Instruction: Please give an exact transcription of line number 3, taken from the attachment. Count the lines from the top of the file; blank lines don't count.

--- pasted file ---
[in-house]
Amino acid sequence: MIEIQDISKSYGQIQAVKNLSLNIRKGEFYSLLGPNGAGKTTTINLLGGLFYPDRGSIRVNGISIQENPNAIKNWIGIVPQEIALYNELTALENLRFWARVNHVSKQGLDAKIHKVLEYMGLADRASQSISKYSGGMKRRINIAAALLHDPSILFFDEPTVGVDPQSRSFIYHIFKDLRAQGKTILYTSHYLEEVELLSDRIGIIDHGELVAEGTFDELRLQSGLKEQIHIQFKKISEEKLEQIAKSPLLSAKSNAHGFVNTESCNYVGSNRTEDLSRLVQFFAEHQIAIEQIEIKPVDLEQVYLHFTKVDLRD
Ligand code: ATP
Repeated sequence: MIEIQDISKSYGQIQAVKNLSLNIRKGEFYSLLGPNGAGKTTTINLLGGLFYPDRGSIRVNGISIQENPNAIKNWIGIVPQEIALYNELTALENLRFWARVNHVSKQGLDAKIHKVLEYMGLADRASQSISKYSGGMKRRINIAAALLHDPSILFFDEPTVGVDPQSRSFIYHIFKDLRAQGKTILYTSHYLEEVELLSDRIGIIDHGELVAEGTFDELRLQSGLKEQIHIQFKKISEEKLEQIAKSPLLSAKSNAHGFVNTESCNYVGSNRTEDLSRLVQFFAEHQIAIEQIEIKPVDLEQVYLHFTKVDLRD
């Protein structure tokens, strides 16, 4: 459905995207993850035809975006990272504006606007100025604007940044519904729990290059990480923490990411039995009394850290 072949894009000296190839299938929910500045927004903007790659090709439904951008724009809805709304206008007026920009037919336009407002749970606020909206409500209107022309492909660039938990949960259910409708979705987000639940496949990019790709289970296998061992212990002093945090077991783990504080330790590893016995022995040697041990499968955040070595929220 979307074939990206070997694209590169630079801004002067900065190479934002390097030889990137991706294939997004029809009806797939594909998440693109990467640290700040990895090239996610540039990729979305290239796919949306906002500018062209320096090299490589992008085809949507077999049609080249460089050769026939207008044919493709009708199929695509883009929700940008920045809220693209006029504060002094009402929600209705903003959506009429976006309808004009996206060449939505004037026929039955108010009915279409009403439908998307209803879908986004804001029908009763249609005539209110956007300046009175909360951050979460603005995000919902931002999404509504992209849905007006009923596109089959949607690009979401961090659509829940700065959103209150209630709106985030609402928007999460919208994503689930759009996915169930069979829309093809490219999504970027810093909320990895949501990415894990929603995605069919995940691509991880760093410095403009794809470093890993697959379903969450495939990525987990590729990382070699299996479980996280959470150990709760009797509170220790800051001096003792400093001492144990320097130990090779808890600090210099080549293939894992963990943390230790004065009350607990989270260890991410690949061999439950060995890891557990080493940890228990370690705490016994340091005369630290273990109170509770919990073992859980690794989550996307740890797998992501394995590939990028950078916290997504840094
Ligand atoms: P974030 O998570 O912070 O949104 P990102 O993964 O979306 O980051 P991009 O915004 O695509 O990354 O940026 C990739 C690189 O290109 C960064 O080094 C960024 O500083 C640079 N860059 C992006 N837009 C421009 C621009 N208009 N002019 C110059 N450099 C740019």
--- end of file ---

Ligand code: ATP